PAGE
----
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Program Information

Safety 3: Radiation Oncology Safety Stakeholders

B Fraass

J Schewe
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C Negrut

B Fraass1*, J Schewe2*, C Negrut3*, (1) Cedars-Sinai Medical Center, Los Angeles, CA, (2) Philips, Fitchburg, WI, (3) Accuray, Sunnyvale, CA

SU-D-Salon AB-1 Sunday 4:00:00 PM - 6:00:00 PM Room: Salon AB

In recent years there has been an increased interest in patient safety in Radiation Oncology, in part due to highly-publicized errors such as those described in the New York Times. Clinical practitioners, professional organizations, manufacturers, and regulatory agencies have each responded to safety concerns in their own way, generating white papers, task group reports, new product safety features, regulatory changes, and an increased emphasis on training and credentialing. There has also been an increased interest in the use of techniques related to Risk Management, Human Factors, and Usability Engineering, both in industry and in the clinic. In particular, the TG-100 report recommends the use of Risk Management tools to identify and mitigate safety issues in clinical practice.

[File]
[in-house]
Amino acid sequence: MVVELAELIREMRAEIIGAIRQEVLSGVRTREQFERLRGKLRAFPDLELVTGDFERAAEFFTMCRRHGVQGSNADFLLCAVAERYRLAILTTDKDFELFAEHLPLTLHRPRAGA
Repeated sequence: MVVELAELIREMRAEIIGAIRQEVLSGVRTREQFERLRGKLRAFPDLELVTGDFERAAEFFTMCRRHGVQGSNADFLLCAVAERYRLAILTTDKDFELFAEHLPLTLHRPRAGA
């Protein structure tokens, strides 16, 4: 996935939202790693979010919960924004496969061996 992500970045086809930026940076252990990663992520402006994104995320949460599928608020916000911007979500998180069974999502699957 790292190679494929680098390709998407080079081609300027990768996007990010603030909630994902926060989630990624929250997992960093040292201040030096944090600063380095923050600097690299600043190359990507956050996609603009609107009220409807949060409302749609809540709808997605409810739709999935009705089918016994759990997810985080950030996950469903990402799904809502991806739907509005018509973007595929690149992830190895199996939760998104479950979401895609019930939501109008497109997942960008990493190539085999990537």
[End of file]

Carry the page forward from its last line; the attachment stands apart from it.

In addition to each group working independently, there has also been an increased interest in stakeholders from all areas working together in a coordinated way. The Radiation Oncology Safety Stakeholders Initiative (ROSSI) was created in 2010 by members of AAPM, ASTRO, and the RT Industry, with a mission “to recommend and facilitate safety improvements in radiotherapy through a common, independent and impartial vision broadly based on diversity of experience and knowledge among radiation oncology professionals."

The first speaker in this session will provide a summary of the history, goals, structure, progress to date, and future directions of the ROSSI collaboration. The second speaker will describe the role of Safety Risk Management in the development and support of medical devices, including a discussion of the similarities and differences in its use in industrial and clinical settings. The final speaker will give an overview of Usability and Human Factors issues in medical software, along with a review of recommendations from the ROSSI working groups on Usability and Error Messages.

Learning Objectives:
1. Understand the structure and mission of the Radiation Oncology Safety Stakeholders’ Initiative (ROSSI).

2. Learn about how the clinical community and vendors are collaborating to help improve the usability, quality, and safety of medical devices and clinical practice.

3. Understand the basics of Safety Risk Management, its relationship to the product lifecycle, and the similarities and differences in how it applies to products and clinical practice.

4. Understand the basics of Usability and its relationship to the safety of medical devices, including problems and recommended improvements with the content and frequency of software error messages.


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